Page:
The Legacy of King Sugar: Jamaica's Sugar Industry and the Poor
The story of Jamaica entails a long complication of development that has resulted in the poverty that remains today. It echoes the history of much of the former NewWorld. Since its takeover by the British from Spain in 1670, what was once an independent island inhabited by indigenous Arawak Indians has been maintained as the continual commodity exporter, most importantly of sugar, for foreign nations and multinational corporations. Thus their sugar industry persists centuries after its global domination and decades after its production peak, but not without deep physical and economic scars. The economic, and often political, situation of Jamaica is deeply intertwined with the history of the sugar industry to the point that many, if not most, of the causes cited for poverty in Jamaica today are a direct result of its dominance. As manifest in the case of the Jones', sugar remains a strong force on the lives of Jamaicans. Only through serious and certainly painful transition can Jamaica shed the scars of its past and move on into a more developed and less impoverished future. [From introductory section]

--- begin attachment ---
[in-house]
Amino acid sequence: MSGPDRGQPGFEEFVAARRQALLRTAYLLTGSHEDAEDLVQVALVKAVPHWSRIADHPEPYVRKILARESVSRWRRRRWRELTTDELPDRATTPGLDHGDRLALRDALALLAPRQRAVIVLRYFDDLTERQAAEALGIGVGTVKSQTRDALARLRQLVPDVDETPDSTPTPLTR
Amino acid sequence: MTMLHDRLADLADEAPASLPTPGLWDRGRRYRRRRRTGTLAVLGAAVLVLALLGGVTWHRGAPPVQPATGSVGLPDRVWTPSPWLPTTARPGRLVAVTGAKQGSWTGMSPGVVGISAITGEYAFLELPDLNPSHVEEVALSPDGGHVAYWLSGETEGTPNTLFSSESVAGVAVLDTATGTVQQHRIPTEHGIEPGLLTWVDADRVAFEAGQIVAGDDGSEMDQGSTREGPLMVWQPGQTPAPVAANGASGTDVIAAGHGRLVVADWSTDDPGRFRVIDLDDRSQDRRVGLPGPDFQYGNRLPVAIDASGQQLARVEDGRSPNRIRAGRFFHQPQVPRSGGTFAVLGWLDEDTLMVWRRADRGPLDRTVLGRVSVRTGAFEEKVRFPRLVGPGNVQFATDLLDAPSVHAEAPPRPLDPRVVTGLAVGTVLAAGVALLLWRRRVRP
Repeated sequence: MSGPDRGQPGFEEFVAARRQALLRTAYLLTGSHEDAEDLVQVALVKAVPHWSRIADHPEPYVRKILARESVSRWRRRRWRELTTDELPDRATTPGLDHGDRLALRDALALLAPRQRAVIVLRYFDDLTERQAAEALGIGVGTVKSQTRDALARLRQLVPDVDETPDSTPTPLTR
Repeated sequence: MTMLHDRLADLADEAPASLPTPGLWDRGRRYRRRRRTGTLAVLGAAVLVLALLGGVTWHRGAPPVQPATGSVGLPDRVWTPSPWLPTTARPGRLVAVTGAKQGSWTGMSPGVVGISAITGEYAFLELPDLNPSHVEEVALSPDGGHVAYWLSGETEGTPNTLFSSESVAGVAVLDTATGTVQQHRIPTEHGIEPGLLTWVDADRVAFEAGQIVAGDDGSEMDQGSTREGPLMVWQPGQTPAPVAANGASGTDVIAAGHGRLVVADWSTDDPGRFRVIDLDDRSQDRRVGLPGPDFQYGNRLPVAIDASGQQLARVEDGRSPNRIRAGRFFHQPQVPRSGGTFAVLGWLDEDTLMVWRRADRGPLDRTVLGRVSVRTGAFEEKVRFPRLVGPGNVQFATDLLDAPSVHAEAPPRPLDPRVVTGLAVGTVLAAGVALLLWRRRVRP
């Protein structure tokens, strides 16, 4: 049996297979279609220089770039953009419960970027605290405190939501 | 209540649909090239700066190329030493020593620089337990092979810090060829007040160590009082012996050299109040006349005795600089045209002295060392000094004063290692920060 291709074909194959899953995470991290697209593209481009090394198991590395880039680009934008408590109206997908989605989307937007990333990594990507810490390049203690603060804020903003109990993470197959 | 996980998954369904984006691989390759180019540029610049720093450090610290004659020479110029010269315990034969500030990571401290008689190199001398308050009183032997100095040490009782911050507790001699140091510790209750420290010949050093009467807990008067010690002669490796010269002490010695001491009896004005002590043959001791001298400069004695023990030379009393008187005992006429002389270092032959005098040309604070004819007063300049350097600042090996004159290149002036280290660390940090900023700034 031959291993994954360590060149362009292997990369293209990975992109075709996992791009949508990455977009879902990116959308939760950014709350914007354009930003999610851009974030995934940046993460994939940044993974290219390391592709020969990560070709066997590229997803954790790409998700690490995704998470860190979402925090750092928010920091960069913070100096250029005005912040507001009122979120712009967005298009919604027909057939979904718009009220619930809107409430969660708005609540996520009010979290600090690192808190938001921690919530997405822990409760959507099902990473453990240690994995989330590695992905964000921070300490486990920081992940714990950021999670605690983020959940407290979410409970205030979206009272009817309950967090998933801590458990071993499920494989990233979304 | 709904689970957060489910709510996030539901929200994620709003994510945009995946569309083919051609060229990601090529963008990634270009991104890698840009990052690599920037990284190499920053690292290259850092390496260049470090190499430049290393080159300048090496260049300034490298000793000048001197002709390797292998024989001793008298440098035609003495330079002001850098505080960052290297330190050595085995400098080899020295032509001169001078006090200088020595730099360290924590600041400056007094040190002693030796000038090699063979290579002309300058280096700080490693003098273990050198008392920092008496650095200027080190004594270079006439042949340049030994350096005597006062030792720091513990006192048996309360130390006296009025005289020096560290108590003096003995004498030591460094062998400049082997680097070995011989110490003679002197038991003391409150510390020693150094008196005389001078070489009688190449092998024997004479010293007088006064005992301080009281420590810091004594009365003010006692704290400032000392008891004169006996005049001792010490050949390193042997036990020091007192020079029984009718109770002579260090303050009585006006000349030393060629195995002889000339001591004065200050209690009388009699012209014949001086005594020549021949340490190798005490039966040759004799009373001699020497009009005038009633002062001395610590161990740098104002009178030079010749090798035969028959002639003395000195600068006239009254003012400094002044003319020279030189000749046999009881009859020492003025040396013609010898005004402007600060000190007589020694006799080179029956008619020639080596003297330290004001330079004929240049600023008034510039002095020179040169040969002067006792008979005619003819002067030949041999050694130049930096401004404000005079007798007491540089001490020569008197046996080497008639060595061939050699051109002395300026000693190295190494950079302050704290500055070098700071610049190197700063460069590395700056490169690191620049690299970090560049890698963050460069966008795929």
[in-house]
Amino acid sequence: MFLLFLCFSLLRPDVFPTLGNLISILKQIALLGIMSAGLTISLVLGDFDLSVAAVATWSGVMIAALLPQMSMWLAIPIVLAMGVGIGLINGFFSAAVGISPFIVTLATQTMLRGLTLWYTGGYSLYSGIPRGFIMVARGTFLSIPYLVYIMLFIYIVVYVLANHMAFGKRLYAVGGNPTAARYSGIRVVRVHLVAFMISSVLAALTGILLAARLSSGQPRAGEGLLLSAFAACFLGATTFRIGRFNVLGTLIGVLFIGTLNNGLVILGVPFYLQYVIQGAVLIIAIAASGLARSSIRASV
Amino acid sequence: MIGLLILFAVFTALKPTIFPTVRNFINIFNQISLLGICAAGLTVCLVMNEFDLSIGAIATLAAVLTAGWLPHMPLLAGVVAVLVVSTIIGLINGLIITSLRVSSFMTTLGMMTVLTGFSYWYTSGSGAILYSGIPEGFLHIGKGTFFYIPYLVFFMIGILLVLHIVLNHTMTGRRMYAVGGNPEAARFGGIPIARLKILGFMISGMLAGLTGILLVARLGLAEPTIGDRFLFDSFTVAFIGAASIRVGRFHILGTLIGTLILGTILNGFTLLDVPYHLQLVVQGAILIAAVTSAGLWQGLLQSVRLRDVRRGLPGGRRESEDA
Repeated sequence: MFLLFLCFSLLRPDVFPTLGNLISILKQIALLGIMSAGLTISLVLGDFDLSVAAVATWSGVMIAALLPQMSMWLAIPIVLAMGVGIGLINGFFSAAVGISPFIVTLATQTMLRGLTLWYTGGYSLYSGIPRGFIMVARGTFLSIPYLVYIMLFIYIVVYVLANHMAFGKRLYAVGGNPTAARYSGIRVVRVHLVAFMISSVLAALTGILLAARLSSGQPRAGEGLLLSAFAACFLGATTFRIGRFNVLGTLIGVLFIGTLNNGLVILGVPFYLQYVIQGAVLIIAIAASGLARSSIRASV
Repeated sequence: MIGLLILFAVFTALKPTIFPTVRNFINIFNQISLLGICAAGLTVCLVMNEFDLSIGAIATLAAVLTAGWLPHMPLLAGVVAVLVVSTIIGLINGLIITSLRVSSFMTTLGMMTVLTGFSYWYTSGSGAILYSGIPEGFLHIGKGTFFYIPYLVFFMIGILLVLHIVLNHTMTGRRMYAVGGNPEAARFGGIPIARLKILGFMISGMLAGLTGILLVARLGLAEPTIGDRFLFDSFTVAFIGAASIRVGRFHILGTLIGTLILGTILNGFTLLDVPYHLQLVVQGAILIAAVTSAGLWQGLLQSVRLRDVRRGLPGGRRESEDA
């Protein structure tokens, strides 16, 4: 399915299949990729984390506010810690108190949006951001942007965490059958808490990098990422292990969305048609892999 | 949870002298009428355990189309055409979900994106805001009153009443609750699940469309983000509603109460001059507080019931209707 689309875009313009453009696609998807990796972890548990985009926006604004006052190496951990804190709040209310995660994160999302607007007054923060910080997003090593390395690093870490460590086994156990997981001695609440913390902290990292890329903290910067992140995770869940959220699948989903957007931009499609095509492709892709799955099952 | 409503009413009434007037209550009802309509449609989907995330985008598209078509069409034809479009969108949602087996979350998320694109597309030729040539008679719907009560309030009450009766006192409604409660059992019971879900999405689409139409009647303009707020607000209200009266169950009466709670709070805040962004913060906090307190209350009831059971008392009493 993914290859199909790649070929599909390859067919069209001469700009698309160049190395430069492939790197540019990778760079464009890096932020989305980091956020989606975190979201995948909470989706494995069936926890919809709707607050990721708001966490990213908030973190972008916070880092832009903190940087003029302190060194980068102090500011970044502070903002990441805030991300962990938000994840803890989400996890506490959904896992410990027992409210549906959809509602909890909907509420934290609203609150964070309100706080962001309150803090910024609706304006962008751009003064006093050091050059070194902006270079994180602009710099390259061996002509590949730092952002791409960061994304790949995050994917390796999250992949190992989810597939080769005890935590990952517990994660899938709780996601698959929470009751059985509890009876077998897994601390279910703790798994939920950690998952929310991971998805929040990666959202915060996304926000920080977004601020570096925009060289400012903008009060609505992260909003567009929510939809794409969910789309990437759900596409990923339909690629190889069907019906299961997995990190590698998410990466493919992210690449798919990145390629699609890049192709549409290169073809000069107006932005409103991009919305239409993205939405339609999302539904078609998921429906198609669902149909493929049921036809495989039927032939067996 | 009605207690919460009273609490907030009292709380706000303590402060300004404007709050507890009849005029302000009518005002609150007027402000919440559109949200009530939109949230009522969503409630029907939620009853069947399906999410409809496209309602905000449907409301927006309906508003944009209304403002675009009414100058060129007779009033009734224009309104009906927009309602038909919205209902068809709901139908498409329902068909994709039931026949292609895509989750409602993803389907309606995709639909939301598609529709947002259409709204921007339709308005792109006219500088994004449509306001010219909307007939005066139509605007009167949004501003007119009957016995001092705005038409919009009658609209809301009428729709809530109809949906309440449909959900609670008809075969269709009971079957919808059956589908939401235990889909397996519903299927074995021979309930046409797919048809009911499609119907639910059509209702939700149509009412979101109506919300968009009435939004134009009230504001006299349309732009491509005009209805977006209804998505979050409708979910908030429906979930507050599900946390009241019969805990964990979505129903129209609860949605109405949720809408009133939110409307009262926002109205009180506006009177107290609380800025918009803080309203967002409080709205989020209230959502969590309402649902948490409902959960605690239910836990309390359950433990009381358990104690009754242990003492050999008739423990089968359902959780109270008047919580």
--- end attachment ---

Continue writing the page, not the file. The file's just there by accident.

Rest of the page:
Capstone; [FULL-TEXT FREELY AVAILABLE ONLINE]Nancy Rhinehart is a member of the Class of 2003 of Washington and Lee University.